Chore Service keeps community strong


SHARON - A collective effort that works toward filling the many needs of the community, the Chore Service knows how to roll up its sleeves and use a bit of elbow grease to get the job done.

From indoor work, such as cleaning, arranging furniture and minor repairs, to outside chores, including snow shoveling, carpentry and landscaping, the Chore Service employs personnel who are equipped to do most any job come rain, sleet, snow or sunshine.

The service, which just celebrated its 15th year, is available to residents in the towns of North Canaan, Cornwall, Falls Village, Kent, Norfolk and Salisbury in addition to Sharon, but its focus is on helping the elderly and disabled.

Helping elders remain at home

"Our main objective is to keep people independent and in the community," said Ella Clark, Sharon's social service agent and coordinator of the Chore Service. "It provides a way for people who are unable to perform these essential tasks on their own to stay in their own homes."

Clark started the program back in 1992 because some older families were at risk. They had given up state home care services after the state implemented the requirement that a lien be placed on their property.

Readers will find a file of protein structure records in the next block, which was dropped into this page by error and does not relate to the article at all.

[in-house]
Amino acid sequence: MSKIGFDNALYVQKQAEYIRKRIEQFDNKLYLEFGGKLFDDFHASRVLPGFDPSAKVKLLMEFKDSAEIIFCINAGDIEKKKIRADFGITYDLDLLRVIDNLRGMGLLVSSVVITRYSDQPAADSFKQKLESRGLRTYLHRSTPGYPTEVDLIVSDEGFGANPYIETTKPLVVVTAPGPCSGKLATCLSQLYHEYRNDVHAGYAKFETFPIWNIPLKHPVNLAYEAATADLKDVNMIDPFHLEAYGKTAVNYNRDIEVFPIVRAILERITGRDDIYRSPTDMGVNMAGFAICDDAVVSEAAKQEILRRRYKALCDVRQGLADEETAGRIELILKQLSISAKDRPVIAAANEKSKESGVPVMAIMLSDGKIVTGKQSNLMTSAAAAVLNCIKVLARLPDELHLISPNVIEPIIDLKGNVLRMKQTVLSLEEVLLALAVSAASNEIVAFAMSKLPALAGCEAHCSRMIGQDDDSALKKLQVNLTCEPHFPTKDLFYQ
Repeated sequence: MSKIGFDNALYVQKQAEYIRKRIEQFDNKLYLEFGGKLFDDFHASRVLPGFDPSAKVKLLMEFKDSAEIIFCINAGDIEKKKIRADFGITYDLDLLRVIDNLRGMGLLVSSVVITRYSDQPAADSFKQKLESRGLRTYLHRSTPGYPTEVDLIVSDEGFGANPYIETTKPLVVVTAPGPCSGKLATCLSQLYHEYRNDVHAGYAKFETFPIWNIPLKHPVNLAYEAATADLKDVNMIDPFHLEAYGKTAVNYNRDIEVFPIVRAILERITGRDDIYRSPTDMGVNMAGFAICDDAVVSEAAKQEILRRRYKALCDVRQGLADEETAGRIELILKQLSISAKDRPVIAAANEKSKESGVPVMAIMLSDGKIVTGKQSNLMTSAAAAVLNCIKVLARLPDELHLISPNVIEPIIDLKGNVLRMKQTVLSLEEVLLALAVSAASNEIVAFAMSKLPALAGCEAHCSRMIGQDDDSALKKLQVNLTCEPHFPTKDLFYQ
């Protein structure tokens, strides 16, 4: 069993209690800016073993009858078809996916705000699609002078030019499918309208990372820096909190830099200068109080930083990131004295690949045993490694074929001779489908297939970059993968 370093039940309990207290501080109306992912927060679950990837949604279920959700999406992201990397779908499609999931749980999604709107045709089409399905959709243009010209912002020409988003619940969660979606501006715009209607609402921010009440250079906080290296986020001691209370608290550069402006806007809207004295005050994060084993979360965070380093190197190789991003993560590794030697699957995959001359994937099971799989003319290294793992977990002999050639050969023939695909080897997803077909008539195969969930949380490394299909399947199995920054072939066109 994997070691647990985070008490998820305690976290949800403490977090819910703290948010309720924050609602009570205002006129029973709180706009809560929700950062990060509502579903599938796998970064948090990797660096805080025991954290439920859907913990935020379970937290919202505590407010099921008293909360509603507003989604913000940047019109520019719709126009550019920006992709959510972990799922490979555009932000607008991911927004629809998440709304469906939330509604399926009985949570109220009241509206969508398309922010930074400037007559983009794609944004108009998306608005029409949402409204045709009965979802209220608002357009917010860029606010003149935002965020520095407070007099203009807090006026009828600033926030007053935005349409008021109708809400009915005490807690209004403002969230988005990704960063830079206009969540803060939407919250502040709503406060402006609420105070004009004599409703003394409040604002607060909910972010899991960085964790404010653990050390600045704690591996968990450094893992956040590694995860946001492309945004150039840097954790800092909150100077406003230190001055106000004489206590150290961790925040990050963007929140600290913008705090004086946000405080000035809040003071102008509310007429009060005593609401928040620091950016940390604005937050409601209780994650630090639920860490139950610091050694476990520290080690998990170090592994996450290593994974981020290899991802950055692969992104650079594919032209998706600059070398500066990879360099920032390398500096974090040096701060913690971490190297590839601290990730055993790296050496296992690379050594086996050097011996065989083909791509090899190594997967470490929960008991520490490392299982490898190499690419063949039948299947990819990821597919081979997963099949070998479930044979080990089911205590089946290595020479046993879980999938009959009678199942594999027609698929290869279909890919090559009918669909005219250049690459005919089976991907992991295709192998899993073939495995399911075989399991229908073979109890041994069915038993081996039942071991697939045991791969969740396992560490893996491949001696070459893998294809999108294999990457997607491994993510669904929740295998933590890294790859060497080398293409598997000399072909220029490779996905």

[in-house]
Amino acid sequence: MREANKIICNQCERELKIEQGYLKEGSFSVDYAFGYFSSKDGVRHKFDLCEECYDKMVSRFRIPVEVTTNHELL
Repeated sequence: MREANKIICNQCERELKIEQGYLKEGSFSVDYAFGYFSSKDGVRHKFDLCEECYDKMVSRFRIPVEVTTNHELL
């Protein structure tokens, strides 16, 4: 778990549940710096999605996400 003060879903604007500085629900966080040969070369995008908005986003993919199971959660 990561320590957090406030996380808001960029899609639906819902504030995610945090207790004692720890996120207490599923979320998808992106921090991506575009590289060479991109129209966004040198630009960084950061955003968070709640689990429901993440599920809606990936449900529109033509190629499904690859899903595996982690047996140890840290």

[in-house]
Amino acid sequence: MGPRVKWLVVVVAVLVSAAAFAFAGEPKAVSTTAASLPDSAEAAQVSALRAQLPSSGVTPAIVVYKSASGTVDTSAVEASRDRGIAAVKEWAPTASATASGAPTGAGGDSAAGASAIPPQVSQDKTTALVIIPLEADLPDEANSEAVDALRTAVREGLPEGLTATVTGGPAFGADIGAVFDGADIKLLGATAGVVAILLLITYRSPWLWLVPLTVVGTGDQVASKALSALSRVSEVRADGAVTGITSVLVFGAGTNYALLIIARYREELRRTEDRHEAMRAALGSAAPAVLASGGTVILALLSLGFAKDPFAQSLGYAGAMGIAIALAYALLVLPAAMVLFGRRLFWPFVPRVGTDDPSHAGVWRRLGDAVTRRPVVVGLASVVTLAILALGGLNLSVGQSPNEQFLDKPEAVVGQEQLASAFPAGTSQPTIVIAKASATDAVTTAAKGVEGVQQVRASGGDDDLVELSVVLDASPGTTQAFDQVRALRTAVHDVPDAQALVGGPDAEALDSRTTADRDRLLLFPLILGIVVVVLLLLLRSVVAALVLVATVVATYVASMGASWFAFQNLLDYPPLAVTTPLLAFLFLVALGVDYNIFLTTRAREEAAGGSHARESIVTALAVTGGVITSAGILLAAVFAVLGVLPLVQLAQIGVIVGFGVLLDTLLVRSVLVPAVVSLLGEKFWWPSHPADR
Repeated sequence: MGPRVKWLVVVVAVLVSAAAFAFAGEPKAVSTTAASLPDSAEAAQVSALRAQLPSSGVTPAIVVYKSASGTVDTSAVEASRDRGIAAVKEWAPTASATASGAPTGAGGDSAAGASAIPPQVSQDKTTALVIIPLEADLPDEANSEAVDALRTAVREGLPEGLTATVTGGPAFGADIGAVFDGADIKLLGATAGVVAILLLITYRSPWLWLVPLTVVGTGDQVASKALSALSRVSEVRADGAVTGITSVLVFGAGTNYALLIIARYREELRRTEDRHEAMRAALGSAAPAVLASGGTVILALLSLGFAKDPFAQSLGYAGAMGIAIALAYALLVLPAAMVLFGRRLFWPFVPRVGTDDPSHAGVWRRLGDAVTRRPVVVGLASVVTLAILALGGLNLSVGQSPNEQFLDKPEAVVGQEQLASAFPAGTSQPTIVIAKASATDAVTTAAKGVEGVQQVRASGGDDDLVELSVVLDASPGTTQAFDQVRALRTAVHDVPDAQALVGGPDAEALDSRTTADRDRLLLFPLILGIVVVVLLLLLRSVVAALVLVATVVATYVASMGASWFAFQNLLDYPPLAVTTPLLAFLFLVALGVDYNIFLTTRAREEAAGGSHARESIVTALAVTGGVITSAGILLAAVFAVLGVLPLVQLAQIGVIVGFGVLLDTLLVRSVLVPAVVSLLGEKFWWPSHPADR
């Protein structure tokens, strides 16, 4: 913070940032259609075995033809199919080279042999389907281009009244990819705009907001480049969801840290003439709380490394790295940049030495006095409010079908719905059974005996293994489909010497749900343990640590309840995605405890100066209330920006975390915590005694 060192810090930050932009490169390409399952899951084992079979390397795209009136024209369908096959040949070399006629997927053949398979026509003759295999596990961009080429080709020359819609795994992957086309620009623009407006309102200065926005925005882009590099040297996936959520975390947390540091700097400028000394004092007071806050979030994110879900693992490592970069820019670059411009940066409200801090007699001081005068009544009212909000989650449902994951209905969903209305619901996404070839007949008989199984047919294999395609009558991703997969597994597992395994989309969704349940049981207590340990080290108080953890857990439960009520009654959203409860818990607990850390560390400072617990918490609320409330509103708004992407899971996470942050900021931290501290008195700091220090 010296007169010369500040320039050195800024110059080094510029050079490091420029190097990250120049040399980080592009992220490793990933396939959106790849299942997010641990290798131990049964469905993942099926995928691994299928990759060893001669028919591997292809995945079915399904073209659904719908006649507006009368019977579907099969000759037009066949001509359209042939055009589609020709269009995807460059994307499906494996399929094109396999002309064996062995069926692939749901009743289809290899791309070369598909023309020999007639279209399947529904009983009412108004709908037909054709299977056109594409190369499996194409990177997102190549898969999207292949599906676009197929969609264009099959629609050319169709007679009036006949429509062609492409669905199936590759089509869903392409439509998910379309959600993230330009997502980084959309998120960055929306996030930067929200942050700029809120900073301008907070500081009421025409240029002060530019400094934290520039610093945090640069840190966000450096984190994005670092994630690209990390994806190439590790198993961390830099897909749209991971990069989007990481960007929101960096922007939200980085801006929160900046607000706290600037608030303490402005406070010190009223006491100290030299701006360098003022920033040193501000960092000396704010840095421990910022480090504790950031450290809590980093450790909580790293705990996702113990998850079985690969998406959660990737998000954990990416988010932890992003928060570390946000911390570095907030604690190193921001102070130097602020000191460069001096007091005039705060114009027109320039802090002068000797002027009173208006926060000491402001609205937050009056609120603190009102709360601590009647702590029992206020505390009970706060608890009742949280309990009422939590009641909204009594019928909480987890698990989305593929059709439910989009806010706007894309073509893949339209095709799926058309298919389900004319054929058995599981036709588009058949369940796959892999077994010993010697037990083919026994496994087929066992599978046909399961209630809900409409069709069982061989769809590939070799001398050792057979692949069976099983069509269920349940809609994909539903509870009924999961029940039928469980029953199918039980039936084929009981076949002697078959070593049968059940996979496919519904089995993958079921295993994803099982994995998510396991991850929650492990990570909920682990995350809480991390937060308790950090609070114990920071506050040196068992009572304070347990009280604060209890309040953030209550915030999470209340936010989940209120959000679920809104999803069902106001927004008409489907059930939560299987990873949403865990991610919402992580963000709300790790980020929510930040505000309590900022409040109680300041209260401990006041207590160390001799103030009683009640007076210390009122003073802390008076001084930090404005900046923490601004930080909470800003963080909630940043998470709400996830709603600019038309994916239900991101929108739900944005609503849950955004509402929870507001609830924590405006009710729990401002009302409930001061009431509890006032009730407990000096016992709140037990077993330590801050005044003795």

One 79-year-old Chore Service client said in a letter that, "What it boils down to is the Chore Service lets me keep my home, and that is where I am happiest."

According to Clark, over half of the service's clients are 80 or over, while 12 percent are 90 or over. Two thirds are women. "Because," as Clark put it, "we live longer and poorer than men."

Original funding for the service was provided by a grant from the Berkshire Taconic Community Foundation. It is now partially funded by a federal grant from the Western Connecticut Area Agency on Aging. This subsidy, along with other grants and donations from individuals, towns and corporations, make it possible for Chore Service clients to pay a "suggested contribution" toward a service which, if provided on the open market, would cost $20 or more per hour.

For example, a single person with an income of about $1,100 a month would be asked to offer $7 per hour for any work that has been performed.

The Chore Service tries to ensure that at least 90 percent of the money it spends is used to pay for services; in 2007, 92 percent of an available $303,000 went to pay for services.

Last fiscal year, the service helped 195 families across its seven-town area of operation.

The community also benefits from the Chore Service because it creates part-time jobs for area residents, who earned over $220,000 last fiscal year, at $12.50 an hour plus mileage.

However, Clark says the service does more than just provide jobs and labor.

"Many workers and clients form close friendships," Clark said during an interview at her office on Friday. "And for some of our clients, the worker is their primary link to the outside world."

To find out more about the Chore Service, contact Ella Clark at 860-364-1003 or e-mail her at A Web site for the Chore Service is expected to be up and running by April at



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